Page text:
For three sisters, the decision to learn more about their culture came after they enrolled in a Pasifika-targeted course at Auckland University of Technology.

Vanny, 28, and her twin sisters Vannet and Vannear Lao, 22, have spent the past three years studying towards a Bachelor of Pasifika Education: Early Childhood Teaching.

They are among 4500 AUT students to graduate from their studies tomorrow.

The sisters, who were born and raised in South Auckland, decided on the course in a bid to understand more about Pacific culture and become better teachers.

“The whole diversity of South Auckland – with Pasifika, Asians etc – we just thought it would be good for us to learn the cultures of Pasifika, which is kind of similar to our own culture as well.

“It was good learning the cultural side. For us, we’re not really cultural and we didn’t really know much about our own values and beliefs in culture.”

However the surprise came when they became increasingly interested in their own background as a result.

“Doing this degree – and having to do assignments, where the lecturers made us relate it to our own cultures and made it more about ourselves – has brought us closer to who we are as Cambodians.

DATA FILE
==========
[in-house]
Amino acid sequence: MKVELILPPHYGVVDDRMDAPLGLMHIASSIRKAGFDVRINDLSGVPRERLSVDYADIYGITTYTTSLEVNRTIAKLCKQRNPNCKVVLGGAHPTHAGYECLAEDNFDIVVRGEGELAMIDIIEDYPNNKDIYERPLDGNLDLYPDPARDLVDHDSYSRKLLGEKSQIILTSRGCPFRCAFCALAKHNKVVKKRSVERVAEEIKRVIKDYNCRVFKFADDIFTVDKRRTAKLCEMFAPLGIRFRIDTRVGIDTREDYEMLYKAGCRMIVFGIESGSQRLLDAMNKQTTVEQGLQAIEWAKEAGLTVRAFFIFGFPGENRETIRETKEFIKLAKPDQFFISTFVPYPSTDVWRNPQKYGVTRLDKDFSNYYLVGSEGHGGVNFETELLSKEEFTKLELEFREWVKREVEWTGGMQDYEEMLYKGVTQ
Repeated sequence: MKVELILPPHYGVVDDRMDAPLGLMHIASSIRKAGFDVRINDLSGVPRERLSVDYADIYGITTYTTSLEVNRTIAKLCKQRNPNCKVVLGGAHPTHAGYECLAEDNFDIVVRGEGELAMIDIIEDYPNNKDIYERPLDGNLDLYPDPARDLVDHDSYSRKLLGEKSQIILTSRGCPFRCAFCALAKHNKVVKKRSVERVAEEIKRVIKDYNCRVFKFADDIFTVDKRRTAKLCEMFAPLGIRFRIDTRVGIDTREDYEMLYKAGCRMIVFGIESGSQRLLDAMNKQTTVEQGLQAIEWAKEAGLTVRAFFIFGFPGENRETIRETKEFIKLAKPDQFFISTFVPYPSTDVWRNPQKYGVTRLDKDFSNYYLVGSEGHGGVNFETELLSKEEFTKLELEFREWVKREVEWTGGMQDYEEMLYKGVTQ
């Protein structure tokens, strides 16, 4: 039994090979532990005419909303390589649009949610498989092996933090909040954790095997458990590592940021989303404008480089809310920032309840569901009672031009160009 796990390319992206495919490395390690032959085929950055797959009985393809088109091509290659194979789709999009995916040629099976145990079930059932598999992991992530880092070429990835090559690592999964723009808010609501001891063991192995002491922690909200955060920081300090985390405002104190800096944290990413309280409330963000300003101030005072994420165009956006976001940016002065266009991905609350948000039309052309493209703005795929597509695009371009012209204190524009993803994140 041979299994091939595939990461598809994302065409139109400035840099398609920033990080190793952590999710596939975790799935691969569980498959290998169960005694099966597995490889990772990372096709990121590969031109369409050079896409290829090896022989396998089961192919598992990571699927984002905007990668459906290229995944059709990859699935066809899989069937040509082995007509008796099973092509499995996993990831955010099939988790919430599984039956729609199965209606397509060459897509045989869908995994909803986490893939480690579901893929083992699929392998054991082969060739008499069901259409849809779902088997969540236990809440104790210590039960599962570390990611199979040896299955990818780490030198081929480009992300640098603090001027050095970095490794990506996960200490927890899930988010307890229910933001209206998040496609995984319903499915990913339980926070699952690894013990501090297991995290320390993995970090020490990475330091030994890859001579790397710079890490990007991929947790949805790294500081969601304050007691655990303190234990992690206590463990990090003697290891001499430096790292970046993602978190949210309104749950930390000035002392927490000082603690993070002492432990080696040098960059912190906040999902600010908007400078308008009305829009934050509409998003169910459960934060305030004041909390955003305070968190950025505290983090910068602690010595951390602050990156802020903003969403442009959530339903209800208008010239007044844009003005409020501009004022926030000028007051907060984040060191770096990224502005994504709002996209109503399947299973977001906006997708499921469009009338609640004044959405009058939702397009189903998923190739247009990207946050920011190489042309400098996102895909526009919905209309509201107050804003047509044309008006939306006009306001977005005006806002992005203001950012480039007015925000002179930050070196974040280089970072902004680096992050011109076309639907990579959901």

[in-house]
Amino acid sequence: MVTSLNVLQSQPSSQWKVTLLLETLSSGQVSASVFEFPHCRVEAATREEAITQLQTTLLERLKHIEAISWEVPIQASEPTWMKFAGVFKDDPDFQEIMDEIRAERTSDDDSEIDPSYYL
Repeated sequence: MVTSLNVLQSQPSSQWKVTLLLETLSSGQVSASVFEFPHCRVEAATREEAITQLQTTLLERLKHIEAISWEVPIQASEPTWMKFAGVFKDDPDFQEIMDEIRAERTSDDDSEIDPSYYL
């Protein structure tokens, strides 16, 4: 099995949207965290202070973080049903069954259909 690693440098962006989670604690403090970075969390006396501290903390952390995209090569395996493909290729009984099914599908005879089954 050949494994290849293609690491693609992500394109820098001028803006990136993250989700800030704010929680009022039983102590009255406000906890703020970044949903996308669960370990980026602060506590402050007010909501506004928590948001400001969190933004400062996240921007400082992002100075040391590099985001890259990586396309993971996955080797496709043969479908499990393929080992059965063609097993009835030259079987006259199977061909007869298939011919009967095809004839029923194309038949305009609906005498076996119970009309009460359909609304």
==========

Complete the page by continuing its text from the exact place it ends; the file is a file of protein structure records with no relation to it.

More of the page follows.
“We lived the Kiwi lifestyle, not the Cambodian lifestyle.”

“Mum’s really happy and proud of us – everyone is.”

Being in the same classes provided a unique support system, but also led to lecturers splitting them up in class presentations so they could branch out on their own.

“We always helped each other out, always asking: ‘Can you give some ideas for this’?” Vanny said.

To acknowledge their Cambodian background, the sisters have made traditional outfits to wear with their regalia at their graduation ceremony in downtown Auckland tomorrow.

After graduation, Vanny is planning to take up a job as an early childhood teacher at a local centre. Vannet is moving to Australia and Vannear is going off on her OE.

“If [our plans] don’t work out, we can always save up enough to open up our own centre one day.”

4500 graduates
2747 female graduates
1681 male graduates
3600 number of caps and robes
6000 handshakes



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